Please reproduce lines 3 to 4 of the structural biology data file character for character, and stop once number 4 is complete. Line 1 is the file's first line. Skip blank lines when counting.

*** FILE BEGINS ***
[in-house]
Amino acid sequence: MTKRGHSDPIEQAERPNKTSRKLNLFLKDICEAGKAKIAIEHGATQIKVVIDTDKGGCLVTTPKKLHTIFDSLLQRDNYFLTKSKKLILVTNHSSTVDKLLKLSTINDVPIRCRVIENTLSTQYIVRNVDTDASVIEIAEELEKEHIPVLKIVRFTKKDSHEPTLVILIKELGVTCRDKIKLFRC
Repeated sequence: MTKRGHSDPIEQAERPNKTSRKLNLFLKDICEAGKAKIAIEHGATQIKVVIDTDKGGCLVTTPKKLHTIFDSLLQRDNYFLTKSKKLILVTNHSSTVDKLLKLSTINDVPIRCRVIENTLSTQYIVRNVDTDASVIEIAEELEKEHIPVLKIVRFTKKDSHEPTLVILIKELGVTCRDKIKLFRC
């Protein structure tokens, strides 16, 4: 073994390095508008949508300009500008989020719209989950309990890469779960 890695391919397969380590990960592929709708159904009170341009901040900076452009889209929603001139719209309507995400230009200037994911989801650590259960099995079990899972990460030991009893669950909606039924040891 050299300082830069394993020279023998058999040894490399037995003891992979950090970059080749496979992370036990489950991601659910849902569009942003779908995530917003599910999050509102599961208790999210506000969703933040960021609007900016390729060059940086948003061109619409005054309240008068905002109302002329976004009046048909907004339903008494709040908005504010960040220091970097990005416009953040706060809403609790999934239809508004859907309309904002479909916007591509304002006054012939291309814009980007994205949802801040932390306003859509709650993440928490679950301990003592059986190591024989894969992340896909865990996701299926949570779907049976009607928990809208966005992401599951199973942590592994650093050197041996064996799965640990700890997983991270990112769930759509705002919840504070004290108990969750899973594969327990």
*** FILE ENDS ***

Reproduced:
Repeated sequence: MTKRGHSDPIEQAERPNKTSRKLNLFLKDICEAGKAKIAIEHGATQIKVVIDTDKGGCLVTTPKKLHTIFDSLLQRDNYFLTKSKKLILVTNHSSTVDKLLKLSTINDVPIRCRVIENTLSTQYIVRNVDTDASVIEIAEELEKEHIPVLKIVRFTKKDSHEPTLVILIKELGVTCRDKIKLFRC
């Protein structure tokens, strides 16, 4: 073994390095508008949508300009500008989020719209989950309990890469779960 890695391919397969380590990960592929709708159904009170341009901040900076452009889209929603001139719209309507995400230009200037994911989801650590259960099995079990899972990460030991009893669950909606039924040891 050299300082830069394993020279023998058999040894490399037995003891992979950090970059080749496979992370036990489950991601659910849902569009942003779908995530917003599910999050509102599961208790999210506000969703933040960021609007900016390729060059940086948003061109619409005054309240008068905002109302002329976004009046048909907004339903008494709040908005504010960040220091970097990005416009953040706060809403609790999934239809508004859907309309904002479909916007591509304002006054012939291309814009980007994205949802801040932390306003859509709650993440928490679950301990003592059986190591024989894969992340896909865990996701299926949570779907049976009607928990809208966005992401599951199973942590592994650093050197041996064996799965640990700890997983991270990112769930759509705002919840504070004290108990969750899973594969327990």